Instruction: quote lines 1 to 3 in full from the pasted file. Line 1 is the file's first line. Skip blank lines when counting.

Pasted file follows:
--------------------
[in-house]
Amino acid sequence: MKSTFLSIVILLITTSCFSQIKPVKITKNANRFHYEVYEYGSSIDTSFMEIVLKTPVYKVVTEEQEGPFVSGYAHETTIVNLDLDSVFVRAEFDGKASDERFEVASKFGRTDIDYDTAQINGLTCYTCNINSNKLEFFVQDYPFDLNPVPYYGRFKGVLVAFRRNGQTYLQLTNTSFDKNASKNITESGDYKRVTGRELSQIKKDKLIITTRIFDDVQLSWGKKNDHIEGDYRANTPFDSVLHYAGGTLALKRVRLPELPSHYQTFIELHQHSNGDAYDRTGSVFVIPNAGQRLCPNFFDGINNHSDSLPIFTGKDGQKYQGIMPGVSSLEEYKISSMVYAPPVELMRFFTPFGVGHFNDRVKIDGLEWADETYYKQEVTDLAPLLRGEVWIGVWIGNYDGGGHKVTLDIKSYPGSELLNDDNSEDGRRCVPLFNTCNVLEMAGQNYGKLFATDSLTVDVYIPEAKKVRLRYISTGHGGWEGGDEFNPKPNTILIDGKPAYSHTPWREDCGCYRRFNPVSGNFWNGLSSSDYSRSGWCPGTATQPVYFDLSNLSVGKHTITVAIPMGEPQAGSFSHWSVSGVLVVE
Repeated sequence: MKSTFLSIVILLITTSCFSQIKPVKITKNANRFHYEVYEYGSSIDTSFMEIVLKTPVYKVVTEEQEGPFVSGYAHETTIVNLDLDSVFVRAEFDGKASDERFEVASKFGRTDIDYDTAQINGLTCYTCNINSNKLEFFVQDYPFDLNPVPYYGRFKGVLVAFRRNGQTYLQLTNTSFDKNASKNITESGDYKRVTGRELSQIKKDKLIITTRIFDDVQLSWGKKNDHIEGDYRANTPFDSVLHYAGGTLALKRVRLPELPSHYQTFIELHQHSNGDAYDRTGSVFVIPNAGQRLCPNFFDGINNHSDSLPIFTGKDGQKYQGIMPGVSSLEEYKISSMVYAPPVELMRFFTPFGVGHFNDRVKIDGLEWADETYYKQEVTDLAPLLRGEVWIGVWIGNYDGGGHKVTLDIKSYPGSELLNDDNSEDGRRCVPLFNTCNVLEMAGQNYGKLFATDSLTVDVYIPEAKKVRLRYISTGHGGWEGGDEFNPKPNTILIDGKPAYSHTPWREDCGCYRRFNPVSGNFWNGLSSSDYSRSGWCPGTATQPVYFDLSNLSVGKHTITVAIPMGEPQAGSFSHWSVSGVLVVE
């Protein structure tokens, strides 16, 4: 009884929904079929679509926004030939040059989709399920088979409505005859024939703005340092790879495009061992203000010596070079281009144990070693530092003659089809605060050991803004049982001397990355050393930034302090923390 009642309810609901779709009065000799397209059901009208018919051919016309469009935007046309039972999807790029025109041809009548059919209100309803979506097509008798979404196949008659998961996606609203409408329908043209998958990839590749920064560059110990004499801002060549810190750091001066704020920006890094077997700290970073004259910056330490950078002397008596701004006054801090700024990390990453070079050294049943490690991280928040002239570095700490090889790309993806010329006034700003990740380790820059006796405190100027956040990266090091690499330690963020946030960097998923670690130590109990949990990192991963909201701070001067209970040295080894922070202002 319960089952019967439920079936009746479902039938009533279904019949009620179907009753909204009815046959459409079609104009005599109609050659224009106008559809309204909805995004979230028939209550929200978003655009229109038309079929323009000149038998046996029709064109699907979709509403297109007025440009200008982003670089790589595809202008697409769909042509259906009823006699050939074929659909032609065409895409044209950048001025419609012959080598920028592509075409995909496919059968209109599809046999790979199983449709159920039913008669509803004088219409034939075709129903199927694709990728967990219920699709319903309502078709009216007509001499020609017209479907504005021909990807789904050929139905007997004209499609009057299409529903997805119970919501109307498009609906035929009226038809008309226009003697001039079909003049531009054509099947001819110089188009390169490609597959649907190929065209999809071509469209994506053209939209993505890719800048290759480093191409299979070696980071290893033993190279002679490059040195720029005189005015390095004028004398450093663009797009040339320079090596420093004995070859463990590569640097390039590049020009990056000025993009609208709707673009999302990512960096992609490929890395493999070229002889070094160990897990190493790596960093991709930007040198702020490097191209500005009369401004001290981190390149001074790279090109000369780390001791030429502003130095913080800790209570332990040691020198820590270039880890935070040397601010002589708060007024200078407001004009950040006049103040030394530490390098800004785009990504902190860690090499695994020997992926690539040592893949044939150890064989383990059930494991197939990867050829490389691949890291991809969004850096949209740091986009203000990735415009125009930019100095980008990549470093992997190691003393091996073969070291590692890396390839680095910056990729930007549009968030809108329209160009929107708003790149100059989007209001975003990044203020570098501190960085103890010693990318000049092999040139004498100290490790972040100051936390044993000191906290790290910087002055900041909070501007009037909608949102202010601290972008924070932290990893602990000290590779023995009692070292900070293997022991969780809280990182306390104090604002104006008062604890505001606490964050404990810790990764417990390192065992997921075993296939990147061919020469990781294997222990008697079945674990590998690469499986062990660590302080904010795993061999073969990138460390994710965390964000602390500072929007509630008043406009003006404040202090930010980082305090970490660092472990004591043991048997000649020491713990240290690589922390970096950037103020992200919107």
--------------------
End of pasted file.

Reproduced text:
[in-house]
Amino acid sequence: MKSTFLSIVILLITTSCFSQIKPVKITKNANRFHYEVYEYGSSIDTSFMEIVLKTPVYKVVTEEQEGPFVSGYAHETTIVNLDLDSVFVRAEFDGKASDERFEVASKFGRTDIDYDTAQINGLTCYTCNINSNKLEFFVQDYPFDLNPVPYYGRFKGVLVAFRRNGQTYLQLTNTSFDKNASKNITESGDYKRVTGRELSQIKKDKLIITTRIFDDVQLSWGKKNDHIEGDYRANTPFDSVLHYAGGTLALKRVRLPELPSHYQTFIELHQHSNGDAYDRTGSVFVIPNAGQRLCPNFFDGINNHSDSLPIFTGKDGQKYQGIMPGVSSLEEYKISSMVYAPPVELMRFFTPFGVGHFNDRVKIDGLEWADETYYKQEVTDLAPLLRGEVWIGVWIGNYDGGGHKVTLDIKSYPGSELLNDDNSEDGRRCVPLFNTCNVLEMAGQNYGKLFATDSLTVDVYIPEAKKVRLRYISTGHGGWEGGDEFNPKPNTILIDGKPAYSHTPWREDCGCYRRFNPVSGNFWNGLSSSDYSRSGWCPGTATQPVYFDLSNLSVGKHTITVAIPMGEPQAGSFSHWSVSGVLVVE
Repeated sequence: MKSTFLSIVILLITTSCFSQIKPVKITKNANRFHYEVYEYGSSIDTSFMEIVLKTPVYKVVTEEQEGPFVSGYAHETTIVNLDLDSVFVRAEFDGKASDERFEVASKFGRTDIDYDTAQINGLTCYTCNINSNKLEFFVQDYPFDLNPVPYYGRFKGVLVAFRRNGQTYLQLTNTSFDKNASKNITESGDYKRVTGRELSQIKKDKLIITTRIFDDVQLSWGKKNDHIEGDYRANTPFDSVLHYAGGTLALKRVRLPELPSHYQTFIELHQHSNGDAYDRTGSVFVIPNAGQRLCPNFFDGINNHSDSLPIFTGKDGQKYQGIMPGVSSLEEYKISSMVYAPPVELMRFFTPFGVGHFNDRVKIDGLEWADETYYKQEVTDLAPLLRGEVWIGVWIGNYDGGGHKVTLDIKSYPGSELLNDDNSEDGRRCVPLFNTCNVLEMAGQNYGKLFATDSLTVDVYIPEAKKVRLRYISTGHGGWEGGDEFNPKPNTILIDGKPAYSHTPWREDCGCYRRFNPVSGNFWNGLSSSDYSRSGWCPGTATQPVYFDLSNLSVGKHTITVAIPMGEPQAGSFSHWSVSGVLVVE